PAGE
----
Private colleges and universities followed federal and local health guidelines by closing their campuses and shifting to online teaching in order to complete the semester. Fortunately, advances in technology provided a way for faculty and students to continue teaching and learning. Faculty moved their coursework to platforms such as Zoom, Google Meet, Google Chat and others as instructed by their Information Technology departments. Students adapted to new schedules and a different way of learning.
As it became apparent schools would not reopen until after the end of the semester, plans were adapted to present the most important event in a student’s higher education experience—commencement. Commencement celebrates the achievement of earning an academic degree. Clark University describes it as “the highlight of the Clark (University) year, and one of the most momentous celebrations and rites of passage for our graduates, their families and friends.”
Saint Leo University considers commencement a “celebration recognizing years of sacrifice and hard work.” Emory University describes the event as “a time for celebration and reflection—an opportunity to recognize the fulfillment of long-held goals and dreams, the transformational arc of the academic journey and the supportive community that has made it all possible.” All institutions of higher education understand the significance of the activities and the people surrounding commencement.
Finding Other Ways to Celebrate a Milestone
With COVID-19 causing the closure of campuses and the cancellation of campus events, colleges and universities made alternate plans for commencement, and graduating students were asked to be involved in the decision-making process. At Emory University in Atlanta, Georgia, students provided “candid input about the loss that they felt around Commencement” because in-person celebrations were suspended. The Commencement Committee Task Force developed a plan that resulted in online participation in the May 11 ceremony and an option to attend a future on-campus event.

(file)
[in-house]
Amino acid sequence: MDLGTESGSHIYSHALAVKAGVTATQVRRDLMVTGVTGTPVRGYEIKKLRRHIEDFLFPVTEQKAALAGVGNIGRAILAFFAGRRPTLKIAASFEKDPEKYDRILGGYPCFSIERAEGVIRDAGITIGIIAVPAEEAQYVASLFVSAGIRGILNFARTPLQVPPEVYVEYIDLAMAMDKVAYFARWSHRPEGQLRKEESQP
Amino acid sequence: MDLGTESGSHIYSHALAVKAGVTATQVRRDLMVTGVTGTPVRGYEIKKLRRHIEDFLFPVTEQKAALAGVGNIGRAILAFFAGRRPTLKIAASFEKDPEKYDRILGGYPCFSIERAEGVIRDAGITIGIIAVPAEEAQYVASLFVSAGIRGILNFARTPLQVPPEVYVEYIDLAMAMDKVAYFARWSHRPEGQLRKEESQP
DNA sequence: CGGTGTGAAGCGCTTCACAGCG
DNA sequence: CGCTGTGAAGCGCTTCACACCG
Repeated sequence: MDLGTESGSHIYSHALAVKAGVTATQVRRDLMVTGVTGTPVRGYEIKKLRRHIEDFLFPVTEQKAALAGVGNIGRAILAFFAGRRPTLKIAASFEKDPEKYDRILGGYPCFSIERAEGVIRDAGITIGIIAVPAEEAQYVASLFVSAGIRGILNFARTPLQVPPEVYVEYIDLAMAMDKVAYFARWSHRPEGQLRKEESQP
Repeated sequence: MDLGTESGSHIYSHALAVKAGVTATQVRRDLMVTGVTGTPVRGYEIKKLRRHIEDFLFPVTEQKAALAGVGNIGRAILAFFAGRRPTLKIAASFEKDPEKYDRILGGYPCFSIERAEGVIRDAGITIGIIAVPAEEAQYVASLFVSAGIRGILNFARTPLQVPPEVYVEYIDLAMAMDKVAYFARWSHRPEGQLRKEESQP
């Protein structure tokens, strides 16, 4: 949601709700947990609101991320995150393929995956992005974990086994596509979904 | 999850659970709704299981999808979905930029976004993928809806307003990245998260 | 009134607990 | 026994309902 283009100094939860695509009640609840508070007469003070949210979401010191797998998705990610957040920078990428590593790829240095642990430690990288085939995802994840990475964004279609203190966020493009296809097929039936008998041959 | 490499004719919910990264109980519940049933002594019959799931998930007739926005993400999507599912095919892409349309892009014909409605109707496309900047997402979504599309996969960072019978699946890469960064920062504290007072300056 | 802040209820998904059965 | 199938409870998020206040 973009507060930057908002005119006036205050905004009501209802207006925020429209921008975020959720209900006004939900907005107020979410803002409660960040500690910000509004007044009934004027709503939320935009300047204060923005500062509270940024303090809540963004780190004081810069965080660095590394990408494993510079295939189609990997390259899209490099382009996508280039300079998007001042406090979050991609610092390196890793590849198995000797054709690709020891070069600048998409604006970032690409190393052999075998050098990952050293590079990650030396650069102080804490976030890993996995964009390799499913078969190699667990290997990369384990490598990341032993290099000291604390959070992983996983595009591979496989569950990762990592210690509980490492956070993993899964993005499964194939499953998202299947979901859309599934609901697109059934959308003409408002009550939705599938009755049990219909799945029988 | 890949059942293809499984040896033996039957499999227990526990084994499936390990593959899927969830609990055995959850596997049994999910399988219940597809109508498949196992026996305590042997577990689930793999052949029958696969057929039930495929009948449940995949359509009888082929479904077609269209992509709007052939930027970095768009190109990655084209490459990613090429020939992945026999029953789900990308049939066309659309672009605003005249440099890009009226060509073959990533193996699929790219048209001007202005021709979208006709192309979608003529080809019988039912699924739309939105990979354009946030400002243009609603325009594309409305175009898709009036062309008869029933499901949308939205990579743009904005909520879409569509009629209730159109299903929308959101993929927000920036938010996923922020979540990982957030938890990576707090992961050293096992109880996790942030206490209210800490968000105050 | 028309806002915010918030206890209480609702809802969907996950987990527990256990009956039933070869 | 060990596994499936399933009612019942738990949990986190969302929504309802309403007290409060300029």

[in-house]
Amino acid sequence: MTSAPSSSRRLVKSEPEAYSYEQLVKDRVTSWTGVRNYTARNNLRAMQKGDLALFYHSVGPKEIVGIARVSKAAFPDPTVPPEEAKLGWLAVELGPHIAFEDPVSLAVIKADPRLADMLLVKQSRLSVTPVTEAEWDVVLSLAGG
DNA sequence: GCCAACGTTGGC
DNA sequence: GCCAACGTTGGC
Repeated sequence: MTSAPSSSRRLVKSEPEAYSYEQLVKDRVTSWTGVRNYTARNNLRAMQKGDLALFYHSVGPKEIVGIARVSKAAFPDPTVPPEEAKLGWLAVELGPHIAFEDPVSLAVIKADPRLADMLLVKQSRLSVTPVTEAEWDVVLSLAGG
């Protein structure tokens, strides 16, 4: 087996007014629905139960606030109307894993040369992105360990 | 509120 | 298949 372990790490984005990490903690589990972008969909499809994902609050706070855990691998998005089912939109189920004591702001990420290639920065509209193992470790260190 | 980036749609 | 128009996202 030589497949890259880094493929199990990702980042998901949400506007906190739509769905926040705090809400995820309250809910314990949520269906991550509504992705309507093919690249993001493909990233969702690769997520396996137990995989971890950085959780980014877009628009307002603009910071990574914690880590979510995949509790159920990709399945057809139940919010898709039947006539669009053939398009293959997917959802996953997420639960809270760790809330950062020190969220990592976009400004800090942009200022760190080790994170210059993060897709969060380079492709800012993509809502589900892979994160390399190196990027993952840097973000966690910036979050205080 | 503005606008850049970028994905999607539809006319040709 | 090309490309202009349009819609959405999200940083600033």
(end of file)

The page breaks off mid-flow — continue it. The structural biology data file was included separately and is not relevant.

Similarly, Simmons University in Boston, Massachusetts, included students in their decision to conduct a virtual commencement on Zoom and live stream it on their YouTube channel. Simmons created a webpage where friends and families can leave notes for the seniors, and is inviting the class of 2020 to attend the graduation ceremonies for the class of 2021. Parent associations developed graduation party kits, complete with party decorations, music, and discount coupons for school swag. Students were encouraged to post photos and videos in their caps and gowns during their homemade ceremony and after parties. While it was disappointing to not be on campus during such a significant event, digital technology provided a few unexpected perks.
Students graduating from one program could watch their friends in a different program graduate as well due to the way virtual scheduling was planned. Family and friends who might have been unable to travel to campus celebrations could attend the virtual celebration in real time. Time zones seemed non-existent as students and their families and friends across the globe could take part in the virtual graduation experience.
A Video Game Offers an Opportunity